The system, built by former Telstra subsidiary KAZ and based on technology developed by both the Queensland University of Technology [QUT] and US voice recognition vendor Nuance, will allow Centrelink users to authenticate without needing to remember PINs and Passwords.
Customers opting into the service will have the unique signature of their voice recorded, alongside their choice of security questions.
The system then uses pattern recognition software to match any future calls against this voice print to verify the speaker's identity.
Centrelink project manager Ross Summerfield said the system, built at a cost of $2 million, is the first Government deployment of voice biometrics in Australia.
The agency, which employs 4,500 staff across 25 call centres and takes 28 million calls a year, has been piloting the technology for close to two years for a select group of customers.
It will now contact some 60,000 more clients to recommend use of the system.
"We have undertaken this venture quite methodically," Summerfield said. "We want to make sure the right person accesses the right information - as it could be particularly damaging if they didn't."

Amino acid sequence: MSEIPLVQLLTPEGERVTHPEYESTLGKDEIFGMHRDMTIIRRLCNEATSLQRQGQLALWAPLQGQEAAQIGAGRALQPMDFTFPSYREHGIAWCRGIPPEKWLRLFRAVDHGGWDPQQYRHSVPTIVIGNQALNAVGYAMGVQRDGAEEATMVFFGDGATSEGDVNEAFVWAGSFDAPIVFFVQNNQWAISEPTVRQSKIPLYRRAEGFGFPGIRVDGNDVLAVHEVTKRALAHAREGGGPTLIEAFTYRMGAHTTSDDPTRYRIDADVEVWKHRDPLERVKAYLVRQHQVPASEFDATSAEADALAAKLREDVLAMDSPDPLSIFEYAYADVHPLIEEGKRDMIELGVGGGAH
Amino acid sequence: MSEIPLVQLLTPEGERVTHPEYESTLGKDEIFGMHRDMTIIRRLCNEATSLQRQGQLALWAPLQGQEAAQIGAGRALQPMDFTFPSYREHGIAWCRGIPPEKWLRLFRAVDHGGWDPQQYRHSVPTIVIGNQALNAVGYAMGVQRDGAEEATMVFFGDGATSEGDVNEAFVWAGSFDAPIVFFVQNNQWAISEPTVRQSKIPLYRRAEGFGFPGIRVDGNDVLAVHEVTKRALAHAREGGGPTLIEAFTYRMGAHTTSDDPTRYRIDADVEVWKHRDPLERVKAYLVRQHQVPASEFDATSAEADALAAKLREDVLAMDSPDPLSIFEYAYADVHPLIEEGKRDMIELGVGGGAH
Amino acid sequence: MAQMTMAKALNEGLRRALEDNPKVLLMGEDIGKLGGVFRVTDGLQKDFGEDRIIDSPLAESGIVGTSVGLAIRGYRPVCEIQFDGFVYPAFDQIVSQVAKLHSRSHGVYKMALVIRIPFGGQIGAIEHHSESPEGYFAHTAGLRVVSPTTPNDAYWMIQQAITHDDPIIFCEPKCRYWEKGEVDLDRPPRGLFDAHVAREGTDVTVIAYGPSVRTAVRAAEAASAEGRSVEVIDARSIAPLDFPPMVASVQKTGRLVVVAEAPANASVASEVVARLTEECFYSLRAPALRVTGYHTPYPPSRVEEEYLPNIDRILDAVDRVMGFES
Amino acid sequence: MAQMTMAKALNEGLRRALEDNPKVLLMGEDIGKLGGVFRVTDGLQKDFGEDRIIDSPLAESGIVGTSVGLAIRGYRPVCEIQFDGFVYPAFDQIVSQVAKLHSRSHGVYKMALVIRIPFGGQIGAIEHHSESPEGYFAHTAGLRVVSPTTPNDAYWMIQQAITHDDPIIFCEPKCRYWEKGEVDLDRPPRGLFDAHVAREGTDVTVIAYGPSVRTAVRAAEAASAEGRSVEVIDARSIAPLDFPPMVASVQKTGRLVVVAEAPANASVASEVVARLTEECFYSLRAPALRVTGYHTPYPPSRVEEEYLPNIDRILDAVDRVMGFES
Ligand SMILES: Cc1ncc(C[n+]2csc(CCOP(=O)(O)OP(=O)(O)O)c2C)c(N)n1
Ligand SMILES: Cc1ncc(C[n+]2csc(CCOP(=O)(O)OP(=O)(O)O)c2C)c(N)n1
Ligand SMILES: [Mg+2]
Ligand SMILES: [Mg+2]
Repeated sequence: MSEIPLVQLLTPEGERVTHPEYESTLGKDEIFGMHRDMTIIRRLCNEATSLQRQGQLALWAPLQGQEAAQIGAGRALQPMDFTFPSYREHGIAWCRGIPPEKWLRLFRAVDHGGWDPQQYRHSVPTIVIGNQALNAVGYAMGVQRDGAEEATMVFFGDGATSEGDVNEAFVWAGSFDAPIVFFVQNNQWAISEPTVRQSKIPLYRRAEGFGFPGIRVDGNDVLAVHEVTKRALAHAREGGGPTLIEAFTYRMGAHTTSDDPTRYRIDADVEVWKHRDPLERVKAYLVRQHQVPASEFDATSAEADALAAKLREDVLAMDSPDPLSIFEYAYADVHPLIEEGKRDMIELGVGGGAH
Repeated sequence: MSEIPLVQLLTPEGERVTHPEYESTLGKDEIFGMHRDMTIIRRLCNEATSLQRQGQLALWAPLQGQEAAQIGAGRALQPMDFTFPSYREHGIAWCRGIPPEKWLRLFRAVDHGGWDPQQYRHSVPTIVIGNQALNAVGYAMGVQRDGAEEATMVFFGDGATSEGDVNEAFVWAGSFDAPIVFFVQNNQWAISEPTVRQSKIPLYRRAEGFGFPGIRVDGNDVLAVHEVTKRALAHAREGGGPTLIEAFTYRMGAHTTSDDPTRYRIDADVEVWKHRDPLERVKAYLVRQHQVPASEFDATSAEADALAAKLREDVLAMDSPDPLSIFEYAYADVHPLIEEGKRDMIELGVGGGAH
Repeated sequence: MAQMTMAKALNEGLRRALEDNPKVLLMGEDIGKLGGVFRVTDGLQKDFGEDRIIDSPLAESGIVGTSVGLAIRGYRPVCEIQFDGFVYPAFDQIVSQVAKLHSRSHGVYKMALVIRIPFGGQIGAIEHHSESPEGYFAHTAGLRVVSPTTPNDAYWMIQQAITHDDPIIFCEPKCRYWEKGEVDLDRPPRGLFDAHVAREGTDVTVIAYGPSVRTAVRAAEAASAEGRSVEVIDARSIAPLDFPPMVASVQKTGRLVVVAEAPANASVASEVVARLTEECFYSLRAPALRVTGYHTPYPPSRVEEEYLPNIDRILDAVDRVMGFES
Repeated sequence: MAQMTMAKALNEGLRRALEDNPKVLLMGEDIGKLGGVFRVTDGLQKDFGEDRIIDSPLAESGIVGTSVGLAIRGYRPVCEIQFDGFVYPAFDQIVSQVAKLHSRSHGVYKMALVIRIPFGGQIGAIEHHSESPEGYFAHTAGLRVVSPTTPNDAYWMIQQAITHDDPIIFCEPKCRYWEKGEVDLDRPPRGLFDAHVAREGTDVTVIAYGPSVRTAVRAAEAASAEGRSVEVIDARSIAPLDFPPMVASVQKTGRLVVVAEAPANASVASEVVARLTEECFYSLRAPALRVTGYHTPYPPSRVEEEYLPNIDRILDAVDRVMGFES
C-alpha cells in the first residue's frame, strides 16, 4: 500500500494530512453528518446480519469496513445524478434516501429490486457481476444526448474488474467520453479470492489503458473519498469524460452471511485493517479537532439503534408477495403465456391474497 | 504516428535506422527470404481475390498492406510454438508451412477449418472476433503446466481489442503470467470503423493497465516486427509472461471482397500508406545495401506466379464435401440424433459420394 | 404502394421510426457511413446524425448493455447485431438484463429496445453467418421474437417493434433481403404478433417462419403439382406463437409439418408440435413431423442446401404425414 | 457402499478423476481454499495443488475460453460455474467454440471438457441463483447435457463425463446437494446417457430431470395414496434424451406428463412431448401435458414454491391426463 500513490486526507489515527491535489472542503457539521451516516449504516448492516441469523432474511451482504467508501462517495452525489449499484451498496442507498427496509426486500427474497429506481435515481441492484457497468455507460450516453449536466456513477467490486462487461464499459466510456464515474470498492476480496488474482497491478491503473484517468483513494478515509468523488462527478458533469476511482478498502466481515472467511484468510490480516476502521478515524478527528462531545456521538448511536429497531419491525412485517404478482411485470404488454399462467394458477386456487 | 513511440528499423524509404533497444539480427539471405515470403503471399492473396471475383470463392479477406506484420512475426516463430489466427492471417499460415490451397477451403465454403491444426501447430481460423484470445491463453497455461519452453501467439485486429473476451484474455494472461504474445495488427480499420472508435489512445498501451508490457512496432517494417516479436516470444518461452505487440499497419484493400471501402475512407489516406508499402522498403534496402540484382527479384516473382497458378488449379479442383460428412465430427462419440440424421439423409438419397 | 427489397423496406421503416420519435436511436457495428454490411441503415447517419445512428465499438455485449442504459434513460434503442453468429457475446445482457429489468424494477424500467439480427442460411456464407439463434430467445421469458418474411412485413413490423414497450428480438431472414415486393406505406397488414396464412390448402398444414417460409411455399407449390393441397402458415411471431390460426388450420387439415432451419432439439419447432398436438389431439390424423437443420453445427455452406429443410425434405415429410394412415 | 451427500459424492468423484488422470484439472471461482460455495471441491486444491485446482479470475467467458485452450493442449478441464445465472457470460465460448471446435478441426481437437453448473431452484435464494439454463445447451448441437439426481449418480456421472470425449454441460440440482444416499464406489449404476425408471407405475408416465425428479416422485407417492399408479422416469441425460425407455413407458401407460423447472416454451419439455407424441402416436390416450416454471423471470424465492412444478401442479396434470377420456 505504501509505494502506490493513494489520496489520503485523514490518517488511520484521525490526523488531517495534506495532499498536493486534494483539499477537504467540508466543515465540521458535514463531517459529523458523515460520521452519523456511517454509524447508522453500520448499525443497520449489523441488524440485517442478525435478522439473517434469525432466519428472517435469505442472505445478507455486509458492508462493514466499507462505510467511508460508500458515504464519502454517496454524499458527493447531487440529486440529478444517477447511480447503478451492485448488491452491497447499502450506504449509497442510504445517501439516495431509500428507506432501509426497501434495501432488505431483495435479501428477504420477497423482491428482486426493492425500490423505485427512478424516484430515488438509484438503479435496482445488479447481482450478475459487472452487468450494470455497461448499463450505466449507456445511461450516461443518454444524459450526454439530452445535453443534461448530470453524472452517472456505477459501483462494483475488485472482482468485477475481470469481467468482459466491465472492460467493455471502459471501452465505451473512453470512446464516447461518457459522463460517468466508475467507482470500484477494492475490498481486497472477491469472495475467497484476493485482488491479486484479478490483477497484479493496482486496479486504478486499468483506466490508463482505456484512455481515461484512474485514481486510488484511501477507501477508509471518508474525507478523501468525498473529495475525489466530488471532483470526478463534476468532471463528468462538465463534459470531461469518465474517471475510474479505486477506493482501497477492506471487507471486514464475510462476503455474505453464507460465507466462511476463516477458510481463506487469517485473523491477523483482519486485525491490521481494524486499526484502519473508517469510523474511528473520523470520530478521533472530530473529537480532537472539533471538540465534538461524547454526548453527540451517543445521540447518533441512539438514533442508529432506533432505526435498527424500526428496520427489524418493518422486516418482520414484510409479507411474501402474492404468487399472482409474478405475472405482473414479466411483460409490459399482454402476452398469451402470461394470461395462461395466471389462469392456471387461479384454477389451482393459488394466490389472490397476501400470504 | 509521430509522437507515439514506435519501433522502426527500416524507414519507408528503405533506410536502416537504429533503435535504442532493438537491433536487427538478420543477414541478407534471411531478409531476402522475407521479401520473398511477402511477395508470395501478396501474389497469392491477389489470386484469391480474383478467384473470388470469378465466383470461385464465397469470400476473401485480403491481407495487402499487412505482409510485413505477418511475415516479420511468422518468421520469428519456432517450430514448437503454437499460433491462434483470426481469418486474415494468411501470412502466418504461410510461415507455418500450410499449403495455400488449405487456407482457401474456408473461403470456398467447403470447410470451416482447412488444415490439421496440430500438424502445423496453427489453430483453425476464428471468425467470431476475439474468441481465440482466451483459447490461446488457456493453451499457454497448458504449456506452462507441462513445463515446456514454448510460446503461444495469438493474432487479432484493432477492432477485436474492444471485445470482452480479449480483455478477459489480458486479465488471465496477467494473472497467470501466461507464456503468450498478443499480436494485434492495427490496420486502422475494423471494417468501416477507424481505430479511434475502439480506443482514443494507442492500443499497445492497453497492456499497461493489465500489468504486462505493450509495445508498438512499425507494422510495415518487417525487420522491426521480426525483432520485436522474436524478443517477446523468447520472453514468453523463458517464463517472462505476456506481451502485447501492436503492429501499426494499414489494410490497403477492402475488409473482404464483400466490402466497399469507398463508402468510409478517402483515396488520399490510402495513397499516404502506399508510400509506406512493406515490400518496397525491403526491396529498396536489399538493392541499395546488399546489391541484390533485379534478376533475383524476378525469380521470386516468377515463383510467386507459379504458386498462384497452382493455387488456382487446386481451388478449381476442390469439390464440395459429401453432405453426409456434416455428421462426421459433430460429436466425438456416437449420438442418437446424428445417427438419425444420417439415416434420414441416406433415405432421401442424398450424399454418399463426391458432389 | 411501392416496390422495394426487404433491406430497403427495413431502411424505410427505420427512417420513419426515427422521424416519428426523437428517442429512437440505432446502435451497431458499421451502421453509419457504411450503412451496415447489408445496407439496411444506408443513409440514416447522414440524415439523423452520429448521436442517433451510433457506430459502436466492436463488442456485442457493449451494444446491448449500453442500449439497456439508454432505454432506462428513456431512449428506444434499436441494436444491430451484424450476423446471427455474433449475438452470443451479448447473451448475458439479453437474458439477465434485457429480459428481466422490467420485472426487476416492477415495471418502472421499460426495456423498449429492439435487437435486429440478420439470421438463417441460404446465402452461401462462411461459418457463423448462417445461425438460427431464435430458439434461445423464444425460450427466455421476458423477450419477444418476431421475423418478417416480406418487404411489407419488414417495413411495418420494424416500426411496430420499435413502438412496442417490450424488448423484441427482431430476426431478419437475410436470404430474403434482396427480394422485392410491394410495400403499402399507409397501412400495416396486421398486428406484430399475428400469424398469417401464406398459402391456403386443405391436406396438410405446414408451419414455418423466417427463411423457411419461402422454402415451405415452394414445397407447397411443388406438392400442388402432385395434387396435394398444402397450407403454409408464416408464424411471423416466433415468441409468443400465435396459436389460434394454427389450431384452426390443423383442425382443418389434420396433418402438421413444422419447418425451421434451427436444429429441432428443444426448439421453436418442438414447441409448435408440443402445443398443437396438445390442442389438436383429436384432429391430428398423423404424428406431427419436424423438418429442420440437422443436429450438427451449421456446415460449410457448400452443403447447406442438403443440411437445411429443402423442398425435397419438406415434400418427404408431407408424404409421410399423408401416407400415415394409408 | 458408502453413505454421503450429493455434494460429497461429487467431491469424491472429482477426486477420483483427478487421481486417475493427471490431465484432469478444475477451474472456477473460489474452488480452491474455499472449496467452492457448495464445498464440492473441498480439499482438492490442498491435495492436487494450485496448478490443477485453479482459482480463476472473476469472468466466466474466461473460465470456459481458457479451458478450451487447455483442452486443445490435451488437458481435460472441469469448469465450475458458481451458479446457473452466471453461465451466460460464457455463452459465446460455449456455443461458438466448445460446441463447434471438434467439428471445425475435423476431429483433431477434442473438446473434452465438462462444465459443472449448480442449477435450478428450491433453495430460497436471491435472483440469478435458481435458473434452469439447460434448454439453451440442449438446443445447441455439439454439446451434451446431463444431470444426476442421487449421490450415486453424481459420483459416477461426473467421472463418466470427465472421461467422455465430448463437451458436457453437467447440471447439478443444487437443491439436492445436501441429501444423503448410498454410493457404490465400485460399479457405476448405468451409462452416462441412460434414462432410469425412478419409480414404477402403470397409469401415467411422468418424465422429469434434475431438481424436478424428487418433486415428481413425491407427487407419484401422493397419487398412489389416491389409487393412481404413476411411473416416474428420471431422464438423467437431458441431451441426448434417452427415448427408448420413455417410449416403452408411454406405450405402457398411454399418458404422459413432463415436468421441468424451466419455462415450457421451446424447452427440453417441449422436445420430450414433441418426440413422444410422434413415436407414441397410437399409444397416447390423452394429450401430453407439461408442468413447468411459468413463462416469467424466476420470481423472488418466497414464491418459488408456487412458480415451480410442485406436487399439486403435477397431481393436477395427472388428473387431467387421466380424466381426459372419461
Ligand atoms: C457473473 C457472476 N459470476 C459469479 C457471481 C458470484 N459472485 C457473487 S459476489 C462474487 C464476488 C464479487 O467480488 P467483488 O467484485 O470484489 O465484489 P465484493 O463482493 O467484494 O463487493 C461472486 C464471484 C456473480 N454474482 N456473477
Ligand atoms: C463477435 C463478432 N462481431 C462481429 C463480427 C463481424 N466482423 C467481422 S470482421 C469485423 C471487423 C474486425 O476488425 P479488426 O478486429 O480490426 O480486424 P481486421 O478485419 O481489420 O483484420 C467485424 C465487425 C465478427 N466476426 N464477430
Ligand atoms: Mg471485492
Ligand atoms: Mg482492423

Summerfield said business process and privacy concerns took up as much time as technology trials.
"Plenty of private sector implementations have failed to get the call flow right - the process of how you handle people through the process," he said. "Get call flow right and you are on a winner."
Centrelink and several independent auditors have tested the system extensively to ensure it meets the agency's obligations around privacy.
A full Privacy Impact Assessment was prepared, led by Professor Roger Clarke, and the process included consultations with the Office of the Privacy Commissioner and advocates such as The Australian Privacy Foundation, the UNSW-run Cyberlaw Policy Centre and Electronic Frontiers Australia.
"Privacy advocates were engaged during the planning for the system, just prior to the pilot and at the end of the pilot," Summerfield said.
Centrelink chose to invest in biometric voice technology as a "significant portion" of welfare seekers have difficulty remembering PIN numbers and passwords, he said.
"Your voice, on the other hand, is a credential you are unlikely to forget."
Read on to page two for the mechanics of the system and details of the agency's other speech recognition trials.